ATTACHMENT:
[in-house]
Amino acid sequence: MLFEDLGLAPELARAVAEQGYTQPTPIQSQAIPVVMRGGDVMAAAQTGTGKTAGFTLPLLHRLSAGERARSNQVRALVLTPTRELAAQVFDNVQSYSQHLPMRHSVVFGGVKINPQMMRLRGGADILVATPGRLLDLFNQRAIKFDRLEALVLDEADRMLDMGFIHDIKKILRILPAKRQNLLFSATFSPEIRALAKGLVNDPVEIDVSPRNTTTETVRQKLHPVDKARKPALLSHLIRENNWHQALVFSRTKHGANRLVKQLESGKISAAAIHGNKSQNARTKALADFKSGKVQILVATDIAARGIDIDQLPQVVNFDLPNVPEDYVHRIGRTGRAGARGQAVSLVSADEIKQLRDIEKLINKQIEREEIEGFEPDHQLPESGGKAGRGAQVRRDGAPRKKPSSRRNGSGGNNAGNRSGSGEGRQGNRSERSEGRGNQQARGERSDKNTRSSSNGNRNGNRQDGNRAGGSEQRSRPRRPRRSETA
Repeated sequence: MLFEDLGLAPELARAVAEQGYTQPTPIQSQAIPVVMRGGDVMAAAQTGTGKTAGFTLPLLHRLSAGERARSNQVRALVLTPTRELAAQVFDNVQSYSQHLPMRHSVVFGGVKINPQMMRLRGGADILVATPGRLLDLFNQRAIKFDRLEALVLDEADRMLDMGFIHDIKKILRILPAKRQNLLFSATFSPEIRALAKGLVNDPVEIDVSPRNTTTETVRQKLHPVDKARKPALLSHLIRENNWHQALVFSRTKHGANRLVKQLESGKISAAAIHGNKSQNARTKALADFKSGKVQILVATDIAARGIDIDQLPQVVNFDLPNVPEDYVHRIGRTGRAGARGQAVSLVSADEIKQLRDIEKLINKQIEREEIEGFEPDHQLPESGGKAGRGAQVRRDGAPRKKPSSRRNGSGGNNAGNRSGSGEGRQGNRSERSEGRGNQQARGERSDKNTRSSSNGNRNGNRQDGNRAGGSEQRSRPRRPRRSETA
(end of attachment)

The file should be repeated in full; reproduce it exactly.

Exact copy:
[in-house]
Amino acid sequence: MLFEDLGLAPELARAVAEQGYTQPTPIQSQAIPVVMRGGDVMAAAQTGTGKTAGFTLPLLHRLSAGERARSNQVRALVLTPTRELAAQVFDNVQSYSQHLPMRHSVVFGGVKINPQMMRLRGGADILVATPGRLLDLFNQRAIKFDRLEALVLDEADRMLDMGFIHDIKKILRILPAKRQNLLFSATFSPEIRALAKGLVNDPVEIDVSPRNTTTETVRQKLHPVDKARKPALLSHLIRENNWHQALVFSRTKHGANRLVKQLESGKISAAAIHGNKSQNARTKALADFKSGKVQILVATDIAARGIDIDQLPQVVNFDLPNVPEDYVHRIGRTGRAGARGQAVSLVSADEIKQLRDIEKLINKQIEREEIEGFEPDHQLPESGGKAGRGAQVRRDGAPRKKPSSRRNGSGGNNAGNRSGSGEGRQGNRSERSEGRGNQQARGERSDKNTRSSSNGNRNGNRQDGNRAGGSEQRSRPRRPRRSETA
Repeated sequence: MLFEDLGLAPELARAVAEQGYTQPTPIQSQAIPVVMRGGDVMAAAQTGTGKTAGFTLPLLHRLSAGERARSNQVRALVLTPTRELAAQVFDNVQSYSQHLPMRHSVVFGGVKINPQMMRLRGGADILVATPGRLLDLFNQRAIKFDRLEALVLDEADRMLDMGFIHDIKKILRILPAKRQNLLFSATFSPEIRALAKGLVNDPVEIDVSPRNTTTETVRQKLHPVDKARKPALLSHLIRENNWHQALVFSRTKHGANRLVKQLESGKISAAAIHGNKSQNARTKALADFKSGKVQILVATDIAARGIDIDQLPQVVNFDLPNVPEDYVHRIGRTGRAGARGQAVSLVSADEIKQLRDIEKLINKQIEREEIEGFEPDHQLPESGGKAGRGAQVRRDGAPRKKPSSRRNGSGGNNAGNRSGSGEGRQGNRSERSEGRGNQQARGERSDKNTRSSSNGNRNGNRQDGNRAGGSEQRSRPRRPRRSETA